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Two very different views of future for newspapers

The Independent on Sunday has found a soul mate in the editor of its rival, The Observer. In an IoS interview with Roger Alton, Jane Thynne points out that the two papers have both stuck to good old-fashioned journalism and have outperformed their rivals in the Sunday quality market. In reply to her question, “Do you get excited by the digital future?” Alton replies:

No. I get excited by newspapers more. Significantly, for a large amount of our future, this is the platform that matters. Britain makes very good newspapers. The thrill you get online is the viral jokes, the bits of YouTube, the sheer enterprise and wit. Clearly, elements of what Will Lewis [editor of The Daily Telegraph] says are right, but if everybody’s having to do everything all the time, there’s a problem about the paper. If that’s not actually any good then the role of the other stuff will be sabotaged.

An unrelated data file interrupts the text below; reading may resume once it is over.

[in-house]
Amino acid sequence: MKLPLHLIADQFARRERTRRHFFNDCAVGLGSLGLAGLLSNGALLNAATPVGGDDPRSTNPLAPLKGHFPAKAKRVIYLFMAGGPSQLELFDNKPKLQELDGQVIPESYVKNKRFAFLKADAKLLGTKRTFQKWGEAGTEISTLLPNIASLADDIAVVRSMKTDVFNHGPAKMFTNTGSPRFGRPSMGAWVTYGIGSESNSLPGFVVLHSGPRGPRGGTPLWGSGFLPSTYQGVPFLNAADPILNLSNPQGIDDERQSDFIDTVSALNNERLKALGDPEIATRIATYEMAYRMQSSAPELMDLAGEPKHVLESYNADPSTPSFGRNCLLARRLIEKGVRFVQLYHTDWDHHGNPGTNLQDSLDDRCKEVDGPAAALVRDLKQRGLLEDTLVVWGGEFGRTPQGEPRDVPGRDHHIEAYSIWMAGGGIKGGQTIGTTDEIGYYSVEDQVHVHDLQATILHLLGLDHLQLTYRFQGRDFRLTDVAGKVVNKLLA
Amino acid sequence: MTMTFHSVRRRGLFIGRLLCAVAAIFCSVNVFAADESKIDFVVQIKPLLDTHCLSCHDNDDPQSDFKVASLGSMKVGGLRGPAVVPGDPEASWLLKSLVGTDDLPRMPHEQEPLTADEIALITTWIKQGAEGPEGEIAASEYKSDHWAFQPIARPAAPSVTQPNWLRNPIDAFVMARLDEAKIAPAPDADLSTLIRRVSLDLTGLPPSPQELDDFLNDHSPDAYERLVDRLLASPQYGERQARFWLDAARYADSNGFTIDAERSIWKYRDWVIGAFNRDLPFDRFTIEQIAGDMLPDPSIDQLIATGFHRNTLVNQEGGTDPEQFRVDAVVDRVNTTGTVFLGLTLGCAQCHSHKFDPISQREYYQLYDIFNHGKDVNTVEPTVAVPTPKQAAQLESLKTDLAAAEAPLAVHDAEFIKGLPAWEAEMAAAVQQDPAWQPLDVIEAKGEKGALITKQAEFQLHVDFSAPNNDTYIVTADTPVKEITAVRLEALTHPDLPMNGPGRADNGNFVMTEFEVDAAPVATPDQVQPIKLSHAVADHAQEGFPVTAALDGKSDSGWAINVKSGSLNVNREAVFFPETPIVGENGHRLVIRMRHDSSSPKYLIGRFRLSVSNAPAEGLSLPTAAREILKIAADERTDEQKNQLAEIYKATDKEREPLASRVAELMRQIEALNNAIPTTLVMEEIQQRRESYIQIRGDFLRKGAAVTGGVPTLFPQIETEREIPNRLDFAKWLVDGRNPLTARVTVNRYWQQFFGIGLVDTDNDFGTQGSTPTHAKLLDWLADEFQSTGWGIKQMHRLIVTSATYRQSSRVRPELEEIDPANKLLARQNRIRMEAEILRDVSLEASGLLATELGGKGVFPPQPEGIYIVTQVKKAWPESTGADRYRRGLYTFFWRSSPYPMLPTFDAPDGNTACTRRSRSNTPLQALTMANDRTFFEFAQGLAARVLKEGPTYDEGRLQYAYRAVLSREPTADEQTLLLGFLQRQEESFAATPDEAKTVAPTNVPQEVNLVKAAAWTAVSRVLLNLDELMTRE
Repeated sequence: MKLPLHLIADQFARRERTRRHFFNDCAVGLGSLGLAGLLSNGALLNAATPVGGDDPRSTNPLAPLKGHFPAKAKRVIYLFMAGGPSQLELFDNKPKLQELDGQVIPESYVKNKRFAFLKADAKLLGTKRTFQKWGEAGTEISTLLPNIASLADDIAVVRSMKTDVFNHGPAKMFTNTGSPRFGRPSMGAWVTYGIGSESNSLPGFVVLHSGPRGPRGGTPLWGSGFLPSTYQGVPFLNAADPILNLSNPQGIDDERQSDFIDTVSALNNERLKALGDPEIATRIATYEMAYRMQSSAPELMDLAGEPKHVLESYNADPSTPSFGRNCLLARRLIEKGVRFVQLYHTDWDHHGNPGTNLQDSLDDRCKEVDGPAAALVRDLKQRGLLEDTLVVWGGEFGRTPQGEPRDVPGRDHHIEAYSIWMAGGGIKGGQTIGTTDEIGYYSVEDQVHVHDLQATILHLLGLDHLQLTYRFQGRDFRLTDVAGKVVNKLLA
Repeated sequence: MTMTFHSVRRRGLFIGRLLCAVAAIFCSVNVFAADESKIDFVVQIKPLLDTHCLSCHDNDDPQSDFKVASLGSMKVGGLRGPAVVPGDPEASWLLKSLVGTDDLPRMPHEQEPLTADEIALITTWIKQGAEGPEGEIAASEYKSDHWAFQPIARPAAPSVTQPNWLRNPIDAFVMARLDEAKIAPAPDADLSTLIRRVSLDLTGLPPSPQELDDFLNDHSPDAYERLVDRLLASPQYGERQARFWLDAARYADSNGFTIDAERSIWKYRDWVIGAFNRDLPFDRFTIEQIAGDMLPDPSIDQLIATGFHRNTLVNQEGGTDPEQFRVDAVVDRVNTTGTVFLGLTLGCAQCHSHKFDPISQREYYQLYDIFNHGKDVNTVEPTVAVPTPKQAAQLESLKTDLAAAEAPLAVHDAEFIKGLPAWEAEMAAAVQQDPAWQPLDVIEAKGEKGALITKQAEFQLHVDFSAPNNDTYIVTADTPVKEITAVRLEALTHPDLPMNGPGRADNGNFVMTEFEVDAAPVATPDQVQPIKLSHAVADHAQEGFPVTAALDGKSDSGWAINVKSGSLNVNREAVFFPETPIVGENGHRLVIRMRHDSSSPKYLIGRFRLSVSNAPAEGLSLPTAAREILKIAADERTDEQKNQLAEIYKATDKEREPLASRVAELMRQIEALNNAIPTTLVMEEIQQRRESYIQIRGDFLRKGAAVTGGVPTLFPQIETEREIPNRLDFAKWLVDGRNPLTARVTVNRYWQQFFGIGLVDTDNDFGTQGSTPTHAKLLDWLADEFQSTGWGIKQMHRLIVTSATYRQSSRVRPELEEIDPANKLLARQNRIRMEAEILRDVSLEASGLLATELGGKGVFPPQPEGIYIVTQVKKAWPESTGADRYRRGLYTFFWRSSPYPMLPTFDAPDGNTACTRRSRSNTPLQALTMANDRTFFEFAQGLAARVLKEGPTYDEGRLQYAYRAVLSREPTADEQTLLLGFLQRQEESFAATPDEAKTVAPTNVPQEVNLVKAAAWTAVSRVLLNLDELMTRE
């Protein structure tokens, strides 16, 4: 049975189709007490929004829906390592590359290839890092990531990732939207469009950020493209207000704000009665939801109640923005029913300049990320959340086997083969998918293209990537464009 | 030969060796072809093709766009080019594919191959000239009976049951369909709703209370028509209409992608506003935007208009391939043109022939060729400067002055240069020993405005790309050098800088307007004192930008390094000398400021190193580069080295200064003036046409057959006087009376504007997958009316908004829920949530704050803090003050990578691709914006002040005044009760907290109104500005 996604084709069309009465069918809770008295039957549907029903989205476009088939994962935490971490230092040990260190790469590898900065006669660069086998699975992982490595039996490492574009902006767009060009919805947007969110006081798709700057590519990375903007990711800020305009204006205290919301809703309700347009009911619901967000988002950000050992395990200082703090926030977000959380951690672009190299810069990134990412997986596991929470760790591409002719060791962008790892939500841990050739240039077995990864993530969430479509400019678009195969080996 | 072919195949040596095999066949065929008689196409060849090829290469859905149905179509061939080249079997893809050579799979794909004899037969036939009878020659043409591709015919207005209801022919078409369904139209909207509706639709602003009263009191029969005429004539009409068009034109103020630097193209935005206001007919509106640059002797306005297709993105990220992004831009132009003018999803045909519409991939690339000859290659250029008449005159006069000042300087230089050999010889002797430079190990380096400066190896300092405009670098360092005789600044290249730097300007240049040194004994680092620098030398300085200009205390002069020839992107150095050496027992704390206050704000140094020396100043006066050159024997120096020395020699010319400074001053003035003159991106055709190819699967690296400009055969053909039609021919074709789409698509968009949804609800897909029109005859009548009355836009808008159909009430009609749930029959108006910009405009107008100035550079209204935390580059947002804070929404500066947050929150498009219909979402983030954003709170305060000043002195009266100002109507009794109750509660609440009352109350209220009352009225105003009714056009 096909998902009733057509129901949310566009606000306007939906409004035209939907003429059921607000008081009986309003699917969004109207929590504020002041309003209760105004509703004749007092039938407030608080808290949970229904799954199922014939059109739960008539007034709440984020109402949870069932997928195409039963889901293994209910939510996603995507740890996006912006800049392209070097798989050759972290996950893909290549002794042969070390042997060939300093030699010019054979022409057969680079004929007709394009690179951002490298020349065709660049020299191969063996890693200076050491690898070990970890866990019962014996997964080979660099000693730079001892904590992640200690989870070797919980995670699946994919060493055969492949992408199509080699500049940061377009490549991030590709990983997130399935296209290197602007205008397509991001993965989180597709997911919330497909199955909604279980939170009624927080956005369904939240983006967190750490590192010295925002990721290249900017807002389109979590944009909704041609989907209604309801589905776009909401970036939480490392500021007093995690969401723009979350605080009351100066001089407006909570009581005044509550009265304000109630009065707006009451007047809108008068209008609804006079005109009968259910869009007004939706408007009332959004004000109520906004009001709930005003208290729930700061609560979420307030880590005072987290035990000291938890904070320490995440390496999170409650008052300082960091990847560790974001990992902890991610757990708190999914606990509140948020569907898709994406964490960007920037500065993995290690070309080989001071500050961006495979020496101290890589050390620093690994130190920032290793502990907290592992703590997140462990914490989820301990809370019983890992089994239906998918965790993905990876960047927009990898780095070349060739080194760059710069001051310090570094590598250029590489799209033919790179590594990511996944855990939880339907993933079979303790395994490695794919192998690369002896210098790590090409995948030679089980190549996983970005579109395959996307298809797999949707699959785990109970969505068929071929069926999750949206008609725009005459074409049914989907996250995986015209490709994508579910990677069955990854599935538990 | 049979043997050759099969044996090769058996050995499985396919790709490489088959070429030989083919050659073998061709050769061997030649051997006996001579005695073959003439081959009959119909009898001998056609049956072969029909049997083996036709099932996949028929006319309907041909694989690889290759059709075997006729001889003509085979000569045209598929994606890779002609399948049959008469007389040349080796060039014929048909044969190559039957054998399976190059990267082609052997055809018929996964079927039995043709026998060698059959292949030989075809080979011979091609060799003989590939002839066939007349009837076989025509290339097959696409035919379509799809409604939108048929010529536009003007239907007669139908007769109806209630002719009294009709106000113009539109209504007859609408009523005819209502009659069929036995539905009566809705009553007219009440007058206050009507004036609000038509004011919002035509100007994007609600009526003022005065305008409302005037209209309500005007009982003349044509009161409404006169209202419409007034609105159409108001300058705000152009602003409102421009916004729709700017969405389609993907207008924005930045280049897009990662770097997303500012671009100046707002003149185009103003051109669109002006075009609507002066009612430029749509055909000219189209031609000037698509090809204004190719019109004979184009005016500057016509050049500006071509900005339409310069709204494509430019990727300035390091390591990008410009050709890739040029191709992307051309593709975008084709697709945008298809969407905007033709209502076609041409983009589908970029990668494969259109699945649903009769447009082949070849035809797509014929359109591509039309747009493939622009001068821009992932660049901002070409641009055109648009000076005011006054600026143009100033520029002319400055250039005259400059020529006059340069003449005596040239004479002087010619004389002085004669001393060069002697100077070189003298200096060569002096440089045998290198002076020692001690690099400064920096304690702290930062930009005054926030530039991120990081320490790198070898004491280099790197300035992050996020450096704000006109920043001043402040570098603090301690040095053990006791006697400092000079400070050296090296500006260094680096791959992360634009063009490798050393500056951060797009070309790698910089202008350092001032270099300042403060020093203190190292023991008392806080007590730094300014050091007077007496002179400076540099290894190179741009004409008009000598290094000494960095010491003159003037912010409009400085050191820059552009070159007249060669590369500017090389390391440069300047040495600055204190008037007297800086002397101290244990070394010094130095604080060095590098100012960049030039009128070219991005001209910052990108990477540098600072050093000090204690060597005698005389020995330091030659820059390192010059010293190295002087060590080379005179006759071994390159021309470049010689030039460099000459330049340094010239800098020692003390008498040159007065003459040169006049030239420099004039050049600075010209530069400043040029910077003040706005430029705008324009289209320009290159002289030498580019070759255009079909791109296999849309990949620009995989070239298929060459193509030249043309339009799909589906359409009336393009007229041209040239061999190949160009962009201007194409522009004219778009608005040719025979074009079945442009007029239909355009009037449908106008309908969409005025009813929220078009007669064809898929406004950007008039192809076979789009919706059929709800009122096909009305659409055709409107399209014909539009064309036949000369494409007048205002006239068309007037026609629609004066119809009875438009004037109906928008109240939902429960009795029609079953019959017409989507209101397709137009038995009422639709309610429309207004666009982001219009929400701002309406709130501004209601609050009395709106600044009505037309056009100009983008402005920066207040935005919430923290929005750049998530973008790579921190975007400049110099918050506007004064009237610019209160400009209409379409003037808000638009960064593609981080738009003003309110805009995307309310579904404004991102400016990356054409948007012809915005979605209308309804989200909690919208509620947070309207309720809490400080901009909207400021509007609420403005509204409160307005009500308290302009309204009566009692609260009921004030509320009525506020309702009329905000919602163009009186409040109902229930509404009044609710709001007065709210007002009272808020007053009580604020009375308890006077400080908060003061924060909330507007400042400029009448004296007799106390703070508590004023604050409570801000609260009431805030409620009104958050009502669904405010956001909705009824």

In The Observer, an interview with Will Lews, not surprisingly, paints a very different future. He says:

Go to other news organisations and they are in a right tizzy, aren’t they? If you aren’t doing this it’s already too late. We are following the reader, and they are moving pretty rapidly into new places. Everyone who’s not started this process – they’re already dead.

Can they both be right?


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No Responses

  1. A photographic imagination says

    In the end, to be able to do everything and to do it well means resources. Continuing a high quality editorial product AND also participating in an agile and meaningful way with your audience takes time and money.

  2. Media Blog says

    Those who look at the Web and just see a lot of trival user content, etc. and low-quality content, etc. fail to understand how distruption works.

  3. cybersoc.com says

    Two very different views of future for newspapers: from the Observer and the Independent

  4. news news and more news says

    Our speakers have argued the case either way. People want a quality product, good editorial comment and something they can hold in their hands vs. an outdated mode of reporting which cannot keep up with the everchanging world of news. I saw this post – 2 very different views for the future of newspapers